(Avant-garde) (Careers)
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TERMS OF CATALOGUE:  This list of thirteen lots concerns the subject of the avant-garde; as a set not only of names, but of careers. Purchases are guaranteed to be catalogued, packed, and delivered to the collector's satisfaction; refunds eligible within 10 days of receipt.  Reciprocal terms are extended to the trade; institutional policies are accommodated. Prices are listed in American dollars (USD). Shipping is charged at cost. Payment accepted via PayPal, cheque, and certain credit cards. Contact via phone (416-729-7043) or email to reserve lots; priority is given to first interest. Prices of sold materials will be removed at buyer's request. Subscribe for future lists.
(BAUDELAIRE, Charles, 1821–1867);  MANET, Édouard, 1832–1883
Baudelaire de profil en chapeau II.  [Paris]: [1869].

Third state, later impression (Harris 59) ........................................................................................................... 350 USD

Etching (11 x 9 cm. plate) on cream-coloured laid paper (27 x 20 cm.), with crease to bottom margin of sheet; archivally matted in vintage frame. Later printing, presumably from the publisher Lemerre, with accompanying dealer's ticket dated 1888.
"[Etching] is too personal a subject, and consequently too aristocratic, to delight people other than men of letters and artists; people very much in love with all living Personality... Among the different expressions in the plastic arts, etching is the one which comes closest to literary expression and is the best way to betray the spontaneity of the artist" (Baudelaire, 1862). Manet incorporated etching into his practice largely under the influence of Baudelaire's aesthetics. And—full circle, Baudelaire would himself become a recurrent subject in Manet's etching. In 1862, he first etched Baudelaire's top-hat'd profile—so similar to the one figured in his Tuileries canvas from the same year. And then, when word reached Manet that Charles Asselineau was planning a memorial publication in 1869, following Baudelaire's death, Manet insisted on contributing two portraits. With Baudelaire de profil en chapeau II (above), he revisited the earlier profile, although he would here push his subject further towards abstraction. Approaching calligraphy. Thus Harris: "In the first vision, there is a little shading with parallel strokes in the lower part of the hat, the coat collar, and tie. These hatchings are completely eliminated in the second version; what remains is a pure outline drawing untouched by shading."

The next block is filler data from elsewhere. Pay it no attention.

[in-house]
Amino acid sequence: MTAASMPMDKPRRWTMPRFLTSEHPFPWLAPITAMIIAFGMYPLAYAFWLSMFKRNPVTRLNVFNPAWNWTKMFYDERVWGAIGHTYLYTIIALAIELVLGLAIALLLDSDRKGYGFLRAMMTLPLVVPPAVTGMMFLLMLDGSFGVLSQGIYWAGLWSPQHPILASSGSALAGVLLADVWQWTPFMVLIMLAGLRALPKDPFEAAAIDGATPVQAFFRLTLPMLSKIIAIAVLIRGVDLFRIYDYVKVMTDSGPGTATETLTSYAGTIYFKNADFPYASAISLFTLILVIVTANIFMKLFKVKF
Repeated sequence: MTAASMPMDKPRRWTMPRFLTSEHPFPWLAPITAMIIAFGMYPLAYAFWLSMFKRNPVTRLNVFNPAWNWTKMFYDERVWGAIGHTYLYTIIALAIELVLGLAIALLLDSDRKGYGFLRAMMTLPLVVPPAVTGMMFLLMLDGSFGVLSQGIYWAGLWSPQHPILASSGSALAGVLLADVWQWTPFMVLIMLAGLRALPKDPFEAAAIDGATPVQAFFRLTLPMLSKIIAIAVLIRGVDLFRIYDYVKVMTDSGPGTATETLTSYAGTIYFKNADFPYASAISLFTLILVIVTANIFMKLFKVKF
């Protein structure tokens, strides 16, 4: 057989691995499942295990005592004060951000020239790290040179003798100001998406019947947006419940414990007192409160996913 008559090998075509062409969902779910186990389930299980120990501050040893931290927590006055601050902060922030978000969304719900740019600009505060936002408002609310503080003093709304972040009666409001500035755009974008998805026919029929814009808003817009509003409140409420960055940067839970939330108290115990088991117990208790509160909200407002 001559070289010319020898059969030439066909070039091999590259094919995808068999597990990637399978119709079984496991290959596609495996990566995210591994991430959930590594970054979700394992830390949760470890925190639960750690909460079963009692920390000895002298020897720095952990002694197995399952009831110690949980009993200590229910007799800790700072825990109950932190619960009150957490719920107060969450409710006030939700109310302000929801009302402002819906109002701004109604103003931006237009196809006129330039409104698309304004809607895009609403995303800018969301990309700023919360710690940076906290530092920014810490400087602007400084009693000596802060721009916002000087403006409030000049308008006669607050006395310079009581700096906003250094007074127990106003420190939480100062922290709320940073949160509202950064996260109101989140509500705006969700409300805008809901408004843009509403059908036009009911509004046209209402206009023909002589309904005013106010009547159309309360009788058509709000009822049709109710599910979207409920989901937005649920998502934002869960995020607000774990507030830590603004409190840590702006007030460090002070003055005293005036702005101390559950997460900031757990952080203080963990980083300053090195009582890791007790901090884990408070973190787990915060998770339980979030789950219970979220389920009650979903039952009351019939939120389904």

Lemerre, the publisher of Asselineau's book, is known to have kept Manet's original plates, pulling an unknown number of prints over the following years. With this particular impression, however, the paper appears to have expressed its own spontaneity, with an imperfection in the sheet creating the illusion of Baudelaire's rounded right shoulder.
END OF LOT 01   Contact for purchase inquiries.
(BAUDELAIRE, Charles, 1821–1867);  STARKIE, Enid
Baudelaire.  London: Victor Gollancz, [1933].

First edition; presentation copy, with TLS and programme

Blue cloth boards (22 cm. tall), with gilt lettering to spine; scuffed, with fraying to spine ends. Contents illustrated with frontispiece portrait of Baudelaire; 518pp. With presentation inscription in ink to front endpaper ("For Bertie and Edith, with the author's love.") Accompanied by typescript letter from Starkie, with a handful of manuscript corrections, dated Dec. 7 1931; 3 leaves, printed to both rectos and versos, on Oxford letterhead. Also accompanied by a programme for Miss Starkie's Pianoforte Recital (undated; either 1923 or 1928 based on calendar date of Sunday, June 24); single sheet folded, with photographic image of a mid-twenties Starkie to front. With tape repairs to horizontal fold and slice to lower corner.
Before Enid Starkie published her monograph on Baudelaire (1933), he was not yet, to the English at least, the "Baudelaire" that would come to dominate our nineteenth century imaginations. Indeed, his works were wholly absent from university syllabi. Following the manuscript's initial rejection by Constable's, Helen Waddell wrote an insistent letter to its eventual publisher, Victor Gollancz: "I think the book is remarkable, not only as a complete reversal of the [Satanic] Baudelaire legend, but for its human understanding." Soon enough, The Times Literary Supplement would concur: "It is not without significance that this notable task has been performed by a woman, and by one, moreover, who has neither shirked enquiring into the least pleasant aspects of Baudelaire's life, nor attempted to palliate either her discussion of them or her interpretation of his early poems. Twenty years ago, such matters scarcely could have been treated by a woman, and least of all by one who held, as Miss Starkie does, a responsible post at Oxford, without condemning her to unenviable and undesirable notoriety. Happily, there is no question now of having to admire her courage; what we can and do admire unreservedly is the unfailing energy and enthusiasm that have supported her in the heavy labour of collecting her material and in the even heavier one of composing it into a book which contains upwards of a quarter of a million words."